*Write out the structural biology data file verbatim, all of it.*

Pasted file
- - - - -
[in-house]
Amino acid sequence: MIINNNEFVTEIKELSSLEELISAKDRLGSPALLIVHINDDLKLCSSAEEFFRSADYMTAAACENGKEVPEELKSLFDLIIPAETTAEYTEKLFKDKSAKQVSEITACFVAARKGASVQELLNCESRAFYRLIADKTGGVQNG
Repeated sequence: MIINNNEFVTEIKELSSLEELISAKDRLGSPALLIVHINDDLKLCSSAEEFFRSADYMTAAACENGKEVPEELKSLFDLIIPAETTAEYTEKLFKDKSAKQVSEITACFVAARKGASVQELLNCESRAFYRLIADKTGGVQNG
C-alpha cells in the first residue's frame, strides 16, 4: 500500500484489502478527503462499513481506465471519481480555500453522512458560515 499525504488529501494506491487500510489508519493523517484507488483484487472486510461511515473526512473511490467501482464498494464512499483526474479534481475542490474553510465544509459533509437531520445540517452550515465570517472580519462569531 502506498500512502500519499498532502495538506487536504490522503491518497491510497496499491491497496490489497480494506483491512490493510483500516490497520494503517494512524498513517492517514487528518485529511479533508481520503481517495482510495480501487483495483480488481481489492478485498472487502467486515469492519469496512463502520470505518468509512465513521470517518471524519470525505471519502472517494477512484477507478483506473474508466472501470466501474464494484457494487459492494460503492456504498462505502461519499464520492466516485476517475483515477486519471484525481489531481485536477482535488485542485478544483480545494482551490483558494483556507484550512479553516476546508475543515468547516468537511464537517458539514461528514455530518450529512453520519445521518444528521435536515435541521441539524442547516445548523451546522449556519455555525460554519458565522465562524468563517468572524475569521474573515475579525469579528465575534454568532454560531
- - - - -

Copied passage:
[in-house]
Amino acid sequence: MIINNNEFVTEIKELSSLEELISAKDRLGSPALLIVHINDDLKLCSSAEEFFRSADYMTAAACENGKEVPEELKSLFDLIIPAETTAEYTEKLFKDKSAKQVSEITACFVAARKGASVQELLNCESRAFYRLIADKTGGVQNG
Repeated sequence: MIINNNEFVTEIKELSSLEELISAKDRLGSPALLIVHINDDLKLCSSAEEFFRSADYMTAAACENGKEVPEELKSLFDLIIPAETTAEYTEKLFKDKSAKQVSEITACFVAARKGASVQELLNCESRAFYRLIADKTGGVQNG
C-alpha cells in the first residue's frame, strides 16, 4: 500500500484489502478527503462499513481506465471519481480555500453522512458560515 499525504488529501494506491487500510489508519493523517484507488483484487472486510461511515473526512473511490467501482464498494464512499483526474479534481475542490474553510465544509459533509437531520445540517452550515465570517472580519462569531 502506498500512502500519499498532502495538506487536504490522503491518497491510497496499491491497496490489497480494506483491512490493510483500516490497520494503517494512524498513517492517514487528518485529511479533508481520503481517495482510495480501487483495483480488481481489492478485498472487502467486515469492519469496512463502520470505518468509512465513521470517518471524519470525505471519502472517494477512484477507478483506473474508466472501470466501474464494484457494487459492494460503492456504498462505502461519499464520492466516485476517475483515477486519471484525481489531481485536477482535488485542485478544483480545494482551490483558494483556507484550512479553516476546508475543515468547516468537511464537517458539514461528514455530518450529512453520519445521518444528521435536515435541521441539524442547516445548523451546522449556519455555525460554519458565522465562524468563517468572524475569521474573515475579525469579528465575534454568532454560531